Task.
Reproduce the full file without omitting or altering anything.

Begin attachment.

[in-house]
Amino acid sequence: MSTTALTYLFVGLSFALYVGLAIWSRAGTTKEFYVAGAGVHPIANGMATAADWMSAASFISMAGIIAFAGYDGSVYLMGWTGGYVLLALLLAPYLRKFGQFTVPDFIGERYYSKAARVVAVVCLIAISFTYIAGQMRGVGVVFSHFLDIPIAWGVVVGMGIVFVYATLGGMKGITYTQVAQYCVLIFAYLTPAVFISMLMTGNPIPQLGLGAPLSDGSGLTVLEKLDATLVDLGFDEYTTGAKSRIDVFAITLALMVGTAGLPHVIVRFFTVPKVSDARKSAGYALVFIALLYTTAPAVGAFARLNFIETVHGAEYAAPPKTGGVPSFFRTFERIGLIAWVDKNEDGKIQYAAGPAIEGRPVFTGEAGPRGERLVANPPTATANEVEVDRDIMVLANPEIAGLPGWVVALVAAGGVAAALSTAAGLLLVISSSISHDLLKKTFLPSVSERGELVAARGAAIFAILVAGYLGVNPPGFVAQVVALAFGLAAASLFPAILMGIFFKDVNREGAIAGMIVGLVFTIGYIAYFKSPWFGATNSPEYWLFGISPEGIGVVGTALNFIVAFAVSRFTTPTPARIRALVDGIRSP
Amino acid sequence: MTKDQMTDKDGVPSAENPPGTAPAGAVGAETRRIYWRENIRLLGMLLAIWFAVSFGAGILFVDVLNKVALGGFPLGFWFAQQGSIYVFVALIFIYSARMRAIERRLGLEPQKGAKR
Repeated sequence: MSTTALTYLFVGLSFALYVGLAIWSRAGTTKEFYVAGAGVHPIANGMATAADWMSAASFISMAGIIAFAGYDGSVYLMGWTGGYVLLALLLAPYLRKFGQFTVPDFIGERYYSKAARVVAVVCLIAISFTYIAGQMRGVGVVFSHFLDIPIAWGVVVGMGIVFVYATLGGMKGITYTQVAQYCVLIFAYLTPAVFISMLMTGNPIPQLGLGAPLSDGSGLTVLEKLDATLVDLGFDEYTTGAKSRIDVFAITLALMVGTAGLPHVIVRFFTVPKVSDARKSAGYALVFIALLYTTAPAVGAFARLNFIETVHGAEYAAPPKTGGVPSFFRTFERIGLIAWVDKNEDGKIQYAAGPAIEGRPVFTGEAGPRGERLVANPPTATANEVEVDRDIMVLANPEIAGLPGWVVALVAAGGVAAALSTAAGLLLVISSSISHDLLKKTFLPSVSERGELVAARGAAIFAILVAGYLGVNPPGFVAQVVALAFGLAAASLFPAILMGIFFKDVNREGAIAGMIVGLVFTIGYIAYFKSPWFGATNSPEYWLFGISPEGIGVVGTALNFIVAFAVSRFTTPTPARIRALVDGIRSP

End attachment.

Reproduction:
[in-house]
Amino acid sequence: MSTTALTYLFVGLSFALYVGLAIWSRAGTTKEFYVAGAGVHPIANGMATAADWMSAASFISMAGIIAFAGYDGSVYLMGWTGGYVLLALLLAPYLRKFGQFTVPDFIGERYYSKAARVVAVVCLIAISFTYIAGQMRGVGVVFSHFLDIPIAWGVVVGMGIVFVYATLGGMKGITYTQVAQYCVLIFAYLTPAVFISMLMTGNPIPQLGLGAPLSDGSGLTVLEKLDATLVDLGFDEYTTGAKSRIDVFAITLALMVGTAGLPHVIVRFFTVPKVSDARKSAGYALVFIALLYTTAPAVGAFARLNFIETVHGAEYAAPPKTGGVPSFFRTFERIGLIAWVDKNEDGKIQYAAGPAIEGRPVFTGEAGPRGERLVANPPTATANEVEVDRDIMVLANPEIAGLPGWVVALVAAGGVAAALSTAAGLLLVISSSISHDLLKKTFLPSVSERGELVAARGAAIFAILVAGYLGVNPPGFVAQVVALAFGLAAASLFPAILMGIFFKDVNREGAIAGMIVGLVFTIGYIAYFKSPWFGATNSPEYWLFGISPEGIGVVGTALNFIVAFAVSRFTTPTPARIRALVDGIRSP
Amino acid sequence: MTKDQMTDKDGVPSAENPPGTAPAGAVGAETRRIYWRENIRLLGMLLAIWFAVSFGAGILFVDVLNKVALGGFPLGFWFAQQGSIYVFVALIFIYSARMRAIERRLGLEPQKGAKR
Repeated sequence: MSTTALTYLFVGLSFALYVGLAIWSRAGTTKEFYVAGAGVHPIANGMATAADWMSAASFISMAGIIAFAGYDGSVYLMGWTGGYVLLALLLAPYLRKFGQFTVPDFIGERYYSKAARVVAVVCLIAISFTYIAGQMRGVGVVFSHFLDIPIAWGVVVGMGIVFVYATLGGMKGITYTQVAQYCVLIFAYLTPAVFISMLMTGNPIPQLGLGAPLSDGSGLTVLEKLDATLVDLGFDEYTTGAKSRIDVFAITLALMVGTAGLPHVIVRFFTVPKVSDARKSAGYALVFIALLYTTAPAVGAFARLNFIETVHGAEYAAPPKTGGVPSFFRTFERIGLIAWVDKNEDGKIQYAAGPAIEGRPVFTGEAGPRGERLVANPPTATANEVEVDRDIMVLANPEIAGLPGWVVALVAAGGVAAALSTAAGLLLVISSSISHDLLKKTFLPSVSERGELVAARGAAIFAILVAGYLGVNPPGFVAQVVALAFGLAAASLFPAILMGIFFKDVNREGAIAGMIVGLVFTIGYIAYFKSPWFGATNSPEYWLFGISPEGIGVVGTALNFIVAFAVSRFTTPTPARIRALVDGIRSP